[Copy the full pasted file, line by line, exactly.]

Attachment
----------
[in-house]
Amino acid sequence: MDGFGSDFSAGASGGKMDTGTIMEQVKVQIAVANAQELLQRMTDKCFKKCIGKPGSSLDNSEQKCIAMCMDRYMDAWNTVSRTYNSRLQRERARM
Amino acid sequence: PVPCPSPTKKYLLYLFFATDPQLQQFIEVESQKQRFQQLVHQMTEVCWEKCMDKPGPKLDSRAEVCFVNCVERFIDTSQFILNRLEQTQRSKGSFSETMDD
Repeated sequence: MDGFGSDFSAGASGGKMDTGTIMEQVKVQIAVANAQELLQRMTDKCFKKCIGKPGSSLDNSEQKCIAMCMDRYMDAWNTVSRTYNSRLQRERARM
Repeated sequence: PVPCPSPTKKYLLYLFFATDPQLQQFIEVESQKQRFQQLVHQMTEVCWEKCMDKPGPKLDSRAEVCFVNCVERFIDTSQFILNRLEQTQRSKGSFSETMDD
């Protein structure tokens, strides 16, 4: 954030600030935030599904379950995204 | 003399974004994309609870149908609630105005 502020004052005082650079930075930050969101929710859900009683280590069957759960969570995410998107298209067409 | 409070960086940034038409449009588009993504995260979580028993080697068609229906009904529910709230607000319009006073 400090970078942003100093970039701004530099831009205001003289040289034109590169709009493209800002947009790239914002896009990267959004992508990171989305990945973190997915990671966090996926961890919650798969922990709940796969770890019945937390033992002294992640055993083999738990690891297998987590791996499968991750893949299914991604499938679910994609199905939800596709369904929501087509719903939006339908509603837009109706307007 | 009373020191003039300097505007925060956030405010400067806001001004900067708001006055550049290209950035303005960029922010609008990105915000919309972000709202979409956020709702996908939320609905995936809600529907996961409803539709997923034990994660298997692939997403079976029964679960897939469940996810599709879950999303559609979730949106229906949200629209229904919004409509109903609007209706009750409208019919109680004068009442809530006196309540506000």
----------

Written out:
[in-house]
Amino acid sequence: MDGFGSDFSAGASGGKMDTGTIMEQVKVQIAVANAQELLQRMTDKCFKKCIGKPGSSLDNSEQKCIAMCMDRYMDAWNTVSRTYNSRLQRERARM
Amino acid sequence: PVPCPSPTKKYLLYLFFATDPQLQQFIEVESQKQRFQQLVHQMTEVCWEKCMDKPGPKLDSRAEVCFVNCVERFIDTSQFILNRLEQTQRSKGSFSETMDD
Repeated sequence: MDGFGSDFSAGASGGKMDTGTIMEQVKVQIAVANAQELLQRMTDKCFKKCIGKPGSSLDNSEQKCIAMCMDRYMDAWNTVSRTYNSRLQRERARM
Repeated sequence: PVPCPSPTKKYLLYLFFATDPQLQQFIEVESQKQRFQQLVHQMTEVCWEKCMDKPGPKLDSRAEVCFVNCVERFIDTSQFILNRLEQTQRSKGSFSETMDD
């Protein structure tokens, strides 16, 4: 954030600030935030599904379950995204 | 003399974004994309609870149908609630105005 502020004052005082650079930075930050969101929710859900009683280590069957759960969570995410998107298209067409 | 409070960086940034038409449009588009993504995260979580028993080697068609229906009904529910709230607000319009006073 400090970078942003100093970039701004530099831009205001003289040289034109590169709009493209800002947009790239914002896009990267959004992508990171989305990945973190997915990671966090996926961890919650798969922990709940796969770890019945937390033992002294992640055993083999738990690891297998987590791996499968991750893949299914991604499938679910994609199905939800596709369904929501087509719903939006339908509603837009109706307007 | 009373020191003039300097505007925060956030405010400067806001001004900067708001006055550049290209950035303005960029922010609008990105915000919309972000709202979409956020709702996908939320609905995936809600529907996961409803539709997923034990994660298997692939997403079976029964679960897939469940996810599709879950999303559609979730949106229906949200629209229904919004409509109903609007209706009750409208019919109680004068009442809530006196309540506000």